Security guard Eric Leon watches the Knightscope K5 security robot as it glides through the mall, charming shoppers with its blinking blue and white lights. The brawny automaton records video and sounds alerts. According to its maker, it deters mischief just by making the rounds.
Leon, the all-too-human guard, feels pretty sure that the robot will someday take his job.
“He doesn’t complain,” Leon says. “He’s quiet. No lunch break. He’s starting exactly at 10.”
Even in the technology hotbed stretching from Silicon Valley to San Francisco, a security robot can captivate passers-by. But the K5 is only one of a growing menagerie of automated novelties in a region where you can eat a delivered pizza made via automation and drink beers at a bar served by an airborne robot. This summer, the San Francisco Chronicle published a tech tourism guide listing a dozen or so places where tourists can observe robots and automation in action.
Yet San Francisco is also where workers were the first to embrace mandatory sick leave and fully paid parental leave. Voters approved a $15 hourly minimum wage in 2014, a requirement that Gov. Jerry Brown signed into law for the entire state in 2016. And now one official is pushing a statewide “tax” on robots that automate jobs and put people out of work.
It’s too soon to say if the effort will prevail, let alone whether less-progressive jurisdictions might follow suit. The tussle points to the tensions that can flare when people embrace both technological innovation and a strong brand of social consciousness.
Such frictions seem destined to escalate as automation makes further inroads into the workplace. One city supervisor, Norman Yee, has proposed barring food delivery robots from city streets, arguing that public sidewalks should be solely for people.
“I’m a people person,” Yee says, “so I tend to err on the side of things that should be beneficial and safe for people.”
Future for workers
Jane Kim, the city supervisor who is pushing the robot tax, says it’s important to think now about how people will earn a living as more U.S. jobs are lost to automation. After speaking with experts on the subject, she decided to launch a statewide campaign with the hope of bringing revenue-raising ideas to the state legislature or directly to voters.
“I really do think automation is going to be one of the biggest issues around income inequality,” Kim says.
It makes sense, she adds, that the city at the center of tech disruption take up the charge to manage that disruption.
“It’s not inherently a bad thing, but it will concentrate wealth, and it’s going to drive further inequity if you don’t prepare for it now,” she says.
“Preposterous” is what William Santana Li, CEO of security robot maker Knightscope calls the supervisor’s idea. His company created the K5 robot monitoring the Westfield Valley Fair mall in San Jose.
The private security industry, Li says, suffers from high turnover and low pay. As he sees it, having robots handle menial tasks allows human guards to assume greater responsibilities — like managing a platoon of K5 robots — and likely earn more pay in the process.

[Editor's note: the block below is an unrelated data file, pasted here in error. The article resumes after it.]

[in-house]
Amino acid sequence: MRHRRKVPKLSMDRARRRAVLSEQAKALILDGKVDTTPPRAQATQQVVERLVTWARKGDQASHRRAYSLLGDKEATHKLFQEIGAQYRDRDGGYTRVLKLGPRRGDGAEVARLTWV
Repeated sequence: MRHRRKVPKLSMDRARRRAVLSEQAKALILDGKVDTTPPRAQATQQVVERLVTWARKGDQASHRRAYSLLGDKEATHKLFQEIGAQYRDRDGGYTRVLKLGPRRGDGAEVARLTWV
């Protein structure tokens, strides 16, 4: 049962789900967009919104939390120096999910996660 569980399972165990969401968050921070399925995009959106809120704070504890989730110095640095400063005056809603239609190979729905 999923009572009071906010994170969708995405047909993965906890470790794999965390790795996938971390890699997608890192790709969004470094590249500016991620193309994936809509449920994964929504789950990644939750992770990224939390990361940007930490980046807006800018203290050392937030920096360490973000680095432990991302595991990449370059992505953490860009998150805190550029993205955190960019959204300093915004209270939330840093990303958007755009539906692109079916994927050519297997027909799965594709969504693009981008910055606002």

Li acknowledges that such jobs would require further training and some technological know-how. But he says people ultimately stand to benefit. Besides, Li says, it’s wrong to think that robots are intended to take people’s jobs.
“We’re working on 160 contracts right now, and I can maybe name two that are literally talking about, `How can I get rid of that particular human position?”‘
Spurring new jobs
The question of whether — or how quickly — workers will be displaced by automation ignites fierce debate. It’s enough to worry Bill Gates, who suggested in an interview early this year a robot tax as a way to slow the speed of automation and give people time to prepare. The Microsoft co-founder hasn’t spoken publicly about it since.
A report last year from the Organization for Economic Cooperation and Development concluded that 9 percent of jobs in the United States — or about 13 million — could be automated. Other economists argue that the impact will be much less drastic.
The spread of automation should also generate its own jobs, analysts say, offsetting some of those being eliminated. Workers will be needed, for example, to build and maintain robots and develop the software to run them.
Technological innovation has in the past created jobs in another way, too: Work involving new technologies is higher-skilled and typically higher-paying. Analysts say that much of the extra income those workers earn tends to be spent on additional goods and services, thereby creating more jobs.
“There are going to be a wider array of jobs that will support the automation economy,” said J.P. Gownder, an analyst at the research firm Forrester. “A lot of what we’re going to be doing is working side by side with robots.”
What about people who lose jobs to automation but can’t tra
See all stories on this topic